Sunday, February 22, 1970

Remembering what my late great-uncle used to say about George Washington

(My new American Thinker post)

George Washington was born on February 22 in 1732.  

No one is indispensable but Washington came pretty close, as Scott Johnson reminds us very year.  With all due respect to Scott Johnson, a real favorite of mine, but that post reminds me of my late great uncle every time that I read it. I feel that he could have written it!

My late great-uncle, or Tio Joaquin as we called him, was one of those men who got to live a lot of the history that we've read.

He was born in the 1890s or when Cuban was still a Spanish colony. The US and Spain got into a war in 1898 and Cuba finally achieved its independence in 1902. Unlike most of Latin America that became independent in the first 30 years of the 19th century, Cuba remained the last Spanish outpost in the New World until the end of the century. 

He remembers the day that Cuba became an independent country.  He lived through the Great Depression or when the price of sugar collapsed in the 1930s.  He saw the Machado dictatorship that followed the economic turmoil, the Batista uprising, the establishment of a republic in 1940 and communist takeover of 1959.

He saw it all and died in Cuba in the 1980s.  He chose not to leave because he didn't want to be a burden to his nephews (my father and two uncles) starting a new life in the US.  He used to say that the communist were not going to convert old folks like him and Aunt Clara.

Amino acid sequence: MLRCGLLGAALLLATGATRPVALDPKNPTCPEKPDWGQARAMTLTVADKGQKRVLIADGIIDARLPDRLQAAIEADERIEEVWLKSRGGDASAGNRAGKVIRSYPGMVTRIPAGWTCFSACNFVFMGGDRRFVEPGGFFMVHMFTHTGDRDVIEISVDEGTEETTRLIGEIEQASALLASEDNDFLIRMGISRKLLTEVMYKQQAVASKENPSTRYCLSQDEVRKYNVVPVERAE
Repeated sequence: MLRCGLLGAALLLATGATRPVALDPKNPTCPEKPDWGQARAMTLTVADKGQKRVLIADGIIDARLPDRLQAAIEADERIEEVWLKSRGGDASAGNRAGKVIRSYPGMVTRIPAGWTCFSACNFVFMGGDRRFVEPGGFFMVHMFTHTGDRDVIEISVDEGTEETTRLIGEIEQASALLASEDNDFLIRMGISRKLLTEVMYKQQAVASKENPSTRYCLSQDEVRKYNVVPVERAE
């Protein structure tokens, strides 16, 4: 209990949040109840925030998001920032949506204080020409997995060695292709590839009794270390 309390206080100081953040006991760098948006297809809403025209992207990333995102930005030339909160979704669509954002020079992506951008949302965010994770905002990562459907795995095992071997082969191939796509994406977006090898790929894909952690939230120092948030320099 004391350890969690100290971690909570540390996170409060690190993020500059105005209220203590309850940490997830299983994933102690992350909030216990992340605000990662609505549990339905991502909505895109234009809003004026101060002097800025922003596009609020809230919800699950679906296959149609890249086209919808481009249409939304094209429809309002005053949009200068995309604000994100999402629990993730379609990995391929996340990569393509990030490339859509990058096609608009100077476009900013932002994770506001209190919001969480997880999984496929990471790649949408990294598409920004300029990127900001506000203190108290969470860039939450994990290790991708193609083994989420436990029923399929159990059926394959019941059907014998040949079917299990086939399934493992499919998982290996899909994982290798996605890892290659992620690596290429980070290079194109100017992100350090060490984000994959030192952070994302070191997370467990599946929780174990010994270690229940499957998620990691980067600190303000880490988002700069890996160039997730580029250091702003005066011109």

He was a huge fan of US history, specially Abraham Lincoln and George Washington.

He told me something that I will never forget. Let me paraphrase it for you:

"The US was very lucky to have a man of Washington's character at every turn of the young nation's history.  He earned the respect of the rebels with his integrity.  He was the man trusted by those colonists embarking on a constitutional experiment.    And he knew when to leave when his two terms were up.  Did you ever hear of a man walk away from a position of power?  He could have been president for life but he left."

It was a history lesson that I did not quite understand as a kid in Cuba.

I understand it today as we celebrate the man's life on his birthday. 

P.S.  You can listen to my show.  If you like our posts, please look for ”Donate” on the right column of the blog page.

Discover Politics Internet Radio with Silvio Canto Jr on BlogTalkRadio




Check Out Politics Podcasts at Blog Talk Radio with Silvio Canto Jr on BlogTalkRadio

Search This Blog